ABI Continues Historic Contraction

Demand for design services in April saw its steepest decline on record, according to a new report from the American Institute of Architects (AIA). AIA’s Architecture Billings Index score of 29.5 for April reflects a decrease in design services provided by U.S. architecture firms (any number below 50 indicates a decrease in billings). During April, both the new project inquiries and design contracts scores also declined significantly, posting scores of 28.4 and 27.6 respectively.

“With the dramatic deceleration that we have seen in the economy since mid-March, it’s not surprising that businesses and households are waiting for signs of stability before proceeding with new facilities,” says AIA chief economist Kermit Baker. “Once business activity resumes, demand for design services should pick up fairly quickly. Unfortunately, the precipitous drop in demand for design services will have lasting consequences for some firms.”

Dodge Momentum Index Trips on COVID-19 in April

The Dodge Momentum Index moved 6% lower in April to 135.9 (the year 2000 = 100) from the revised March reading of 144.5. Both components of the Momentum Index pulled back during the month—the commercial component fell 7.6%, while the institutional component dropped 3.2%.

COVID-19 had a significant negative impact on the economy in April, touching virtually all sectors—including construction. Planning activity clearly downshifted, although that downshift has not been fully realized in the published index since the Momentum Index is a three-month moving average. This sets the stage for an even weaker reading when the May data is released in June.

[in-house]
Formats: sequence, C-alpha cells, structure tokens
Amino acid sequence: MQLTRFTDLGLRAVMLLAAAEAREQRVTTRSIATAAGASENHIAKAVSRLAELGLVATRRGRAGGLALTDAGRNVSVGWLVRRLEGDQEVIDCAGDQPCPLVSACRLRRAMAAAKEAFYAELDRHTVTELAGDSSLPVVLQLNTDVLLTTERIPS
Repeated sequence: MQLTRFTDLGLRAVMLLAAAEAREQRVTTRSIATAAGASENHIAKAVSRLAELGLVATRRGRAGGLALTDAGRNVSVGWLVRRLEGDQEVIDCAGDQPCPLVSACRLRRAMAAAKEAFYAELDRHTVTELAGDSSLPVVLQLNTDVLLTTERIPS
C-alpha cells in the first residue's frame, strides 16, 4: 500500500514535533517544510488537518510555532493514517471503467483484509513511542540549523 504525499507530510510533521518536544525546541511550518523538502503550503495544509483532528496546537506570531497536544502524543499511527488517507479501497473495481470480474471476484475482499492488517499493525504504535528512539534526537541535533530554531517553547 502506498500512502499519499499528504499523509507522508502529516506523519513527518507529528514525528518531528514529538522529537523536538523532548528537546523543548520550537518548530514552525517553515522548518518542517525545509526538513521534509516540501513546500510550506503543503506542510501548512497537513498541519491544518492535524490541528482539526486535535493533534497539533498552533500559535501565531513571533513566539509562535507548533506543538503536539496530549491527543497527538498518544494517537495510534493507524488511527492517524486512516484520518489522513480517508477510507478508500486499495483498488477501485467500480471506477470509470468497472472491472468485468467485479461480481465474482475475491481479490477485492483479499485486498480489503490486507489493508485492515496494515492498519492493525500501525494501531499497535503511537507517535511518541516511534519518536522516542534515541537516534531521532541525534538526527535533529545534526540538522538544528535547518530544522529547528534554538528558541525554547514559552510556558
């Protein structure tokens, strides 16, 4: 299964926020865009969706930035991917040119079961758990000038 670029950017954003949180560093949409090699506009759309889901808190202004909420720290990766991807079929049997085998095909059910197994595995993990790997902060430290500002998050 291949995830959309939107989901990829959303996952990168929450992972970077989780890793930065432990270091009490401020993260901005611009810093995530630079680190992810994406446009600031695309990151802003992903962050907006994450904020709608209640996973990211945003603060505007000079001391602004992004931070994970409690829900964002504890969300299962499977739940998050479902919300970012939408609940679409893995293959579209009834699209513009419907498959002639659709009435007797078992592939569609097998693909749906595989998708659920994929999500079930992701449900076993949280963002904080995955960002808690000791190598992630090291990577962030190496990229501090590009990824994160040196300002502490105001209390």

In April, six projects, each with a value of $100 million or more, entered planning.

The Momentum Index, issued by Dodge Data & Analytics, is a monthly measure of the first (or initial) report for nonresidential building projects in planning, which have been shown to lead construction spending for nonresidential buildings by a full year.

Construction Starts Show Sharp Contraction in April

Total construction starts declined 25% from March to April to a seasonally adjusted annual rate of $572.2 billion as COVID-19 and an economic recession hit the construction sector. In April, nonresidential building starts fell 37% from March, while residential dropped 25%.

On a year-to-date basis through four months of 2020, total construction starts were 8% lower than the same period in 2019. Nonresidential building starts were off 14%. Residential starts, meanwhile, were up 2% on a year-to-date basis. Looking at starts from a slightly different perspective, total construction starts were 1% higher in the 12 months ending in April 2020 than they were for the same period ending in April 2019. Nonresidential building starts, however, were down 3%.

From March to April nonresidential building starts crashed 37% to a seasonally adjusted annual rate of $170.2 billion—the lowest monthly reading since early 2014. April’s decline was much sharper than any single month-to-month drop seen during the Great Recession. Commercial starts fell 47%, manufacturing starts dropped 56%, while institutional construction starts lost 26%.

As a result of the April data, nonresidential building starts were down 14% year-to-date. Commercial starts were down 18% year-to-date, while manufacturing starts were 34% lower and institutional starts dropped 6%.

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